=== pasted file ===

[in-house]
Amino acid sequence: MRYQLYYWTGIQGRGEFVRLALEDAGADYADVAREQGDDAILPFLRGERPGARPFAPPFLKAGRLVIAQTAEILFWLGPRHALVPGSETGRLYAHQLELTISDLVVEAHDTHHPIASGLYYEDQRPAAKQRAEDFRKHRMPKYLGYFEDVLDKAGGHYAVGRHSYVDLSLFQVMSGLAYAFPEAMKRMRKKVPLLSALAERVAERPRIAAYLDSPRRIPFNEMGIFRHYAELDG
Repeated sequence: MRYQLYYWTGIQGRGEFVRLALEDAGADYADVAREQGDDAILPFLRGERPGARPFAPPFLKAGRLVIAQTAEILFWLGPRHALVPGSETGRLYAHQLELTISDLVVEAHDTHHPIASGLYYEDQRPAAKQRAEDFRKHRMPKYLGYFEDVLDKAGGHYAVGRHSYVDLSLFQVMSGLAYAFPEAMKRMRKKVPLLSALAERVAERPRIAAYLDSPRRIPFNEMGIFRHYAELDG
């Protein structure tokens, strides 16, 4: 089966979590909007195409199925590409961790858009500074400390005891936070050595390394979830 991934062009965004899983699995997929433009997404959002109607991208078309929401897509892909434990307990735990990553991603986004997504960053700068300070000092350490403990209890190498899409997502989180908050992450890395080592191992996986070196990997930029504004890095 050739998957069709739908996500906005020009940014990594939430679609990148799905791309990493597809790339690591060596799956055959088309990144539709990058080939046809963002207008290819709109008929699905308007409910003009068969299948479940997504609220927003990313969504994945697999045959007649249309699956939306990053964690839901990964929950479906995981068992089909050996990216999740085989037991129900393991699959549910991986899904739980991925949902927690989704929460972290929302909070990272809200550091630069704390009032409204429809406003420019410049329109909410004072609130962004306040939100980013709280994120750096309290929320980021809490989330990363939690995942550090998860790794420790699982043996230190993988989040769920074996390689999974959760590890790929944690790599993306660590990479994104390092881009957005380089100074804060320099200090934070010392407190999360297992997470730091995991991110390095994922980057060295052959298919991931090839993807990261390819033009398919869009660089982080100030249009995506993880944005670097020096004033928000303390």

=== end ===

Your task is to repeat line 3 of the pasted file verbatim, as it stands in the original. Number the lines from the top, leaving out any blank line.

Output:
Repeated sequence: MRYQLYYWTGIQGRGEFVRLALEDAGADYADVAREQGDDAILPFLRGERPGARPFAPPFLKAGRLVIAQTAEILFWLGPRHALVPGSETGRLYAHQLELTISDLVVEAHDTHHPIASGLYYEDQRPAAKQRAEDFRKHRMPKYLGYFEDVLDKAGGHYAVGRHSYVDLSLFQVMSGLAYAFPEAMKRMRKKVPLLSALAERVAERPRIAAYLDSPRRIPFNEMGIFRHYAELDG